A Superior Court judge has handed City College of San Francisco a temporary legal win in its fight to maintain accreditation.

Judge Curtis E. A. Karnow issued a decision Friday morning saying that the Accrediting Commission for Community and Junior Colleges (ACCJC) responsible for evaluating CCSF made it impossible for the school to get a fair hearing. The ACCJC voted in July 2013 to revoke CCSF’s accreditation.

“City College was deprived of an opportunity to respond in writing to findings of deficiencies in 2013, and to prepare for a hearing on those same deficiencies,” Karnow wrote in his ruling. “We do not know if the Commissioners would have exercised their discretion differently had City College been given an opportunity to address the additional findings in writing.”

Losing accreditation would likely force the college to close because unaccredited schools are ineligible for state and federal funding.

The decision stops short of restoring City College to full accreditation as the San Francisco City Attorney’s Office requested in its lawsuit. Instead, the commission must defend the findings that led to its decision to revoke City College’s accreditation and give the school an opportunity to defend itself before reaching a final decision.

Both parties have 15 days to file additional information with the court. The final trial court decision will be issued after that time.

“We are happy to say that the court agreed that there were fundamental and numerous violations of law, and we are extremely gratified by Judge Karnow’s ruling today,” said San Francisco City Attorney Dennis Herrera.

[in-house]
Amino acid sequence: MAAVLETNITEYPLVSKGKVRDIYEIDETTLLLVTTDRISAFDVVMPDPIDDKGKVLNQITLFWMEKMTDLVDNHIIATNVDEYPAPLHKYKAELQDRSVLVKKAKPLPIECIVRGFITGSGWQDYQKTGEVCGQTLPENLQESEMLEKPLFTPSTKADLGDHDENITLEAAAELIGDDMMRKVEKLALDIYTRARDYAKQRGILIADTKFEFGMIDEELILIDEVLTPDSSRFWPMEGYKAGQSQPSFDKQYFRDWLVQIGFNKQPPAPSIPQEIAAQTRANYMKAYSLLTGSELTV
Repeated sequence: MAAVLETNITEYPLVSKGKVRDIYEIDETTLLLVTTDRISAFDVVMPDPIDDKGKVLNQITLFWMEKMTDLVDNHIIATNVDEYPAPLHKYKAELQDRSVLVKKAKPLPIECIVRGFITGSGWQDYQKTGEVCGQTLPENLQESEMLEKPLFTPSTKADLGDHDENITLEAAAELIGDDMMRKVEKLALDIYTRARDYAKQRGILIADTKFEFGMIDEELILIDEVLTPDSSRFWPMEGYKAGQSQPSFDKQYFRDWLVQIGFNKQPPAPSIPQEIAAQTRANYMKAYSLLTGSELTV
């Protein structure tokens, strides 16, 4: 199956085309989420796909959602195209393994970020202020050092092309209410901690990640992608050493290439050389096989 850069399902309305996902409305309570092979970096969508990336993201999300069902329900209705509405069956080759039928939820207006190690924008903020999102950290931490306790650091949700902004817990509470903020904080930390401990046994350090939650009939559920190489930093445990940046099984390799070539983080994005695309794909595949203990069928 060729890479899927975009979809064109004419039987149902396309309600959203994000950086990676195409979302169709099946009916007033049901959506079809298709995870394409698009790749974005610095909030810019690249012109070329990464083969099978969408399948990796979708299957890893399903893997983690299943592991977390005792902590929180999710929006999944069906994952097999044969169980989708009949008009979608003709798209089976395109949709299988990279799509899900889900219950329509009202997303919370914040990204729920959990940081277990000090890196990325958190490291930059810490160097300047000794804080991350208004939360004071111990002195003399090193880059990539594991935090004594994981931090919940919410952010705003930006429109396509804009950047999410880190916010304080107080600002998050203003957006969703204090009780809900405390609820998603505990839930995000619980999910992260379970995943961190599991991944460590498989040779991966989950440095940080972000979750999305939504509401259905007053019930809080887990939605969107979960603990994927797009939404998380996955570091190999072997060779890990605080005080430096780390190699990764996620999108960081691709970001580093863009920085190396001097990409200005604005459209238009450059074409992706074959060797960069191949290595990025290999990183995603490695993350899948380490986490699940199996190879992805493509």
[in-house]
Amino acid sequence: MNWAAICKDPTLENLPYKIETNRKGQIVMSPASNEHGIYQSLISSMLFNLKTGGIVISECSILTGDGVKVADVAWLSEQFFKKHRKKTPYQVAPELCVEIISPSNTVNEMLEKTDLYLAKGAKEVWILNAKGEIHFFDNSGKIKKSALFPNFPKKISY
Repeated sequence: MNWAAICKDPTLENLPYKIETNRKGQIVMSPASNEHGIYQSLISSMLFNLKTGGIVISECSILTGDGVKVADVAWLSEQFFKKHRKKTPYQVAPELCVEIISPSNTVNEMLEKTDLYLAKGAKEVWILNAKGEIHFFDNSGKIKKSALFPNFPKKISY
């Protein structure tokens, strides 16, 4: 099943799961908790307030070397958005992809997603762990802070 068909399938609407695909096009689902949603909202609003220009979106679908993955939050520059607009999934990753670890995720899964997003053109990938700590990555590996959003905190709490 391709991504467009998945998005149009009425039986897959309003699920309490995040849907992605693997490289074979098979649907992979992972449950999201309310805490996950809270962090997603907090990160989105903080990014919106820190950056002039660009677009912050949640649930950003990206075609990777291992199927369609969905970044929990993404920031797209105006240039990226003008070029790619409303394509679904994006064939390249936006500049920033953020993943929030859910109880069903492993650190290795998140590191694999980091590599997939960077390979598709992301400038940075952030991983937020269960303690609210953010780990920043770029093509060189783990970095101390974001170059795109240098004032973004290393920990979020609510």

But in a statement, Commission President Barbara Beno said the judge’s ruling showed the accrediting agency was out of compliance with only a small number of issues, and discounted Herrera’s accusations.

The lawsuit was one of two attempts by City College supporters to keep the school accredited and open. On Wednesday, the ACCJC announced that it voted to give City College two more years to comply with eligibility standards. The “restoration status” was specifically created to give City College a way to keep from closing down. The U.S. Department of Education, which oversees the commission, suggested the two-year extension in June.

Assemblyman Phil Ting (D-San Francisco) said that the state needs to examine whether the ACCJC is the “right body to continue the accreditation process.” Ting said that he will introduce legislation to better regulate the accrediting agency.


Judge: City College Did Not Receive ‘Fair’ Accreditation Hearing 16 January,2015Lisa Pickoff-White

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Lisa Pickoff-White

Lisa Pickoff-White is KQED's data reporter. Lisa specializes in simplifying complex topics and bringing them to life through compelling visuals, including photography and data visualizations. She previously has worked at the Center for Investigative Reporting and other national outlets. Her work has been honored with awards from the Online News Association, Investigative Reporters and Editors, the Society of Professional Journalists and SXSW Interactive.  Follow: @pickoffwhite Email: lpickoffwhite@kqed.org

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